These Drones Replant Forests. Meet The NJ Man Who Created Them

NEWARK, NJ — At first glance, it looks like a tiny missile dropping out of the air. But Chrystoff Camacho’s brainchild isn’t meant to destroy.

Its purpose is to create.

Camacho, an entrepreneur from New Jersey, is the inventor behind an aerial reforestation device with a green-minded goal: Find a cost-effective way to replant desert-like, tree-stripped landscapes.

His invention – a biodegradable packet containing seeds and mineral-rich soil – is packed into a cone-nosed capsule that’s specially designed to penetrate tough, dry earth. Loaded into drones or planes, the trees-to-be are dropped from the sky like little bombs.

And given enough time, they can replant an entire forest, he says.

According to Camacho, the device is capable of planting 150 seeds over an acre of territory in a mere 12 minutes. Even better is the price tag, he says: about $35 an acre.

“I believe it will allow for mass reforestation at a very cost-effective alternative to what’s out there right now,” Camacho says in a promotional video (watch it below).

The inspiration for Camacho’s drone-deployed seed capsule came during a trip to his native Guyana in his teens. As he took in the damage that logging can wreak, Camacho got to thinking – and researching rates of tree loss around the world.

“My first idea was about developing some way to make the land in need of rehabilitation more productive,” Camacho said. “Land stripped of trees becomes dry and flat and can’t hold water, so I was thinking about making conical imprints that would create mini-basins for trees or crops that would be planted by hand.”

“But that got me thinking about ways to do this by air, using velocity to make the imprint, because doing it by hand is so time-consuming,” Camacho said. “And then I had the idea of including the seeds and soil.”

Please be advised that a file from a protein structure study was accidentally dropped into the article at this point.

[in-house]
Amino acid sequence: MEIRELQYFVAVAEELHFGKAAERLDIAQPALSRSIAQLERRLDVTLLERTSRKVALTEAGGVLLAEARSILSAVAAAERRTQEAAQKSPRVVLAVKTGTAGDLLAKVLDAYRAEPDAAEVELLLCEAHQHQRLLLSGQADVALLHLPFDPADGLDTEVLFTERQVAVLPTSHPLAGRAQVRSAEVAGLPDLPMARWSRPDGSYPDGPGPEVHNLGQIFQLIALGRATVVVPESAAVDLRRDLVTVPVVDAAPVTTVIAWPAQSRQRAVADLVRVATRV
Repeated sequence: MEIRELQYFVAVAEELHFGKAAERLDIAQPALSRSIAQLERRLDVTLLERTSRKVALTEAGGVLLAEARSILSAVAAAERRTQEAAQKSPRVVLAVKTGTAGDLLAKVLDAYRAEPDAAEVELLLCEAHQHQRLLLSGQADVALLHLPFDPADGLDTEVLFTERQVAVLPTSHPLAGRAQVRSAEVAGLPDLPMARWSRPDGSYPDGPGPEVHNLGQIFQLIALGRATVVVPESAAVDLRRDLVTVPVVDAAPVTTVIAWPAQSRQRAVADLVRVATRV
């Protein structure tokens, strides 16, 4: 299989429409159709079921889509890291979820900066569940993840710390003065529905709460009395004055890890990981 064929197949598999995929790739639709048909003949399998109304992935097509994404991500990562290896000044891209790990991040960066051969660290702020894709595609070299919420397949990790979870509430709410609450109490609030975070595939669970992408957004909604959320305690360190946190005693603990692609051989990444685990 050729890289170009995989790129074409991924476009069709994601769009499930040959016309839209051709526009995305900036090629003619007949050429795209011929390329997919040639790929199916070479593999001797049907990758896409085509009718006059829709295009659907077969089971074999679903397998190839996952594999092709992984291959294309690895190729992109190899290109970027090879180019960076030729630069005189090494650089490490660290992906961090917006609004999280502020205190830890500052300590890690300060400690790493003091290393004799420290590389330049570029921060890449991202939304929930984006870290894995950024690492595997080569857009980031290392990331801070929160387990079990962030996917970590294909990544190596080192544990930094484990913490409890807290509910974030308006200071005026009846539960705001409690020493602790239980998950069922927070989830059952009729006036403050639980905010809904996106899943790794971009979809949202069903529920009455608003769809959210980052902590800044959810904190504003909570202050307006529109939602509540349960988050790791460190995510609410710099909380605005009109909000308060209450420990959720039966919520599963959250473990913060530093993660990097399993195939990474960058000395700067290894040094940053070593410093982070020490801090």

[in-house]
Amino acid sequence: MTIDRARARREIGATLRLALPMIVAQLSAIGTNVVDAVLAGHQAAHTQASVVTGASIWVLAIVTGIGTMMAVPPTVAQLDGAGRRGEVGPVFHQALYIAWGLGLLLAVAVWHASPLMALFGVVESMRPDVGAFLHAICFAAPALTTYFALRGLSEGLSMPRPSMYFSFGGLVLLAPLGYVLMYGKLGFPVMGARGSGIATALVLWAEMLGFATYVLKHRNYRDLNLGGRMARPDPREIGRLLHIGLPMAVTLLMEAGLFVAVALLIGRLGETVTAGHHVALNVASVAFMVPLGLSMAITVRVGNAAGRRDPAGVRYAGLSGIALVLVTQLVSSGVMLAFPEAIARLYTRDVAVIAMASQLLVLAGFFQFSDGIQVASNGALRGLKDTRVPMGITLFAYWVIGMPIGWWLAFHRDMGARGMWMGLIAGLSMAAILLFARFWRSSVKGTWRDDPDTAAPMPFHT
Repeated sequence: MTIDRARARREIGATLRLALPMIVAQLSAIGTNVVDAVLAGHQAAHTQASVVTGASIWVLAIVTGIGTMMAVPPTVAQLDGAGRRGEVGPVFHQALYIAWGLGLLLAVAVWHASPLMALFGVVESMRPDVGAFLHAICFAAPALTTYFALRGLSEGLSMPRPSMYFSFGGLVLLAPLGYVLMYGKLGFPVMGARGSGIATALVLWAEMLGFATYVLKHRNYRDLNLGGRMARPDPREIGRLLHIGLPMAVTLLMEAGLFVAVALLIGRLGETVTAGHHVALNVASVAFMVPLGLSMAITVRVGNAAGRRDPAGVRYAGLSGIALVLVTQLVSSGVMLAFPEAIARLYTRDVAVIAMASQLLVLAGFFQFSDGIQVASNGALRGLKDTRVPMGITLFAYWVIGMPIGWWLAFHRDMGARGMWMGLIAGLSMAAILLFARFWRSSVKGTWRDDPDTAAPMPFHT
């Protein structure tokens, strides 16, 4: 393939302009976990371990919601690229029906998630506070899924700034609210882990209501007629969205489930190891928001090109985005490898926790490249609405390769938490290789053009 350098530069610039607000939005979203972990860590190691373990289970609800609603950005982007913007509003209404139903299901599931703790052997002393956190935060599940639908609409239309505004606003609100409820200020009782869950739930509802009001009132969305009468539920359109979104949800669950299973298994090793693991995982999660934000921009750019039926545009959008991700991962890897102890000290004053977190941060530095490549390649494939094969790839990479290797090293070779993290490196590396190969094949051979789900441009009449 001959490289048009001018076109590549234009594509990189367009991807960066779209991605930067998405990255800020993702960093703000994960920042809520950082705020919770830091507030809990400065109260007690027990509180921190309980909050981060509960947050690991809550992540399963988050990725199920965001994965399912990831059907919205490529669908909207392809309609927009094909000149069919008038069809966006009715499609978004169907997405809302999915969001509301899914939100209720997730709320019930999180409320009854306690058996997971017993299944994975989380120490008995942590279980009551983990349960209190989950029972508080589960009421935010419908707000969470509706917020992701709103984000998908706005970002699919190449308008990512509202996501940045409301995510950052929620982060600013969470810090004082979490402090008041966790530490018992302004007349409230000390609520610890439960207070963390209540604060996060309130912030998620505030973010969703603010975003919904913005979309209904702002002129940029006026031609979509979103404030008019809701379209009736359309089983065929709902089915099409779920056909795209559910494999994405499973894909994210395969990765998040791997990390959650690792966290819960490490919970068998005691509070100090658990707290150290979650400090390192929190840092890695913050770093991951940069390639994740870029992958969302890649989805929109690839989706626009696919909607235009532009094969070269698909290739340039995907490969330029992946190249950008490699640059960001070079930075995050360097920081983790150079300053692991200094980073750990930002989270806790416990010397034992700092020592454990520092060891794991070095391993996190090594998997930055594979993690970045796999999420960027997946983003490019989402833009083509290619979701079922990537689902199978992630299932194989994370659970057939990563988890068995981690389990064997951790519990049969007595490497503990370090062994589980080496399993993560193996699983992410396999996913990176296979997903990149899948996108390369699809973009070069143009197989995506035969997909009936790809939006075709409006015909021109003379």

While attending New Jersey Institute of Technology (NJIT) in Newark, Camacho worked on his device – and learned how to market and patent it – getting some much-appreciated help from his mentors and teachers.

His invention has gone on to win funding from NJIT and the National Science Foundation I-Corps program, and attracted $30,000 of capital from an angel investor. Camacho has also begun to build a corporate structure for his invention, forming an environmental technology firm called ParaTrees.

Recently, the company has been providing monitoring and evaluation services to forest managers, using a range of technologies such as unmanned aerial systems, IoT sensors and AI to assess forest conditions and recommend remediation strategies.

Last week, Camacho racked up another honor at the Research & Development Council’s 40th annual Thomas Alva Edison Patent Awards, where he stood side by side with researchers from major corporations such Celgene, Ethicon, Nokia Bell Labs and Siemens Corporate Technology.

Watch Camacho speak about his invention below, and read more about his time at NJIT.

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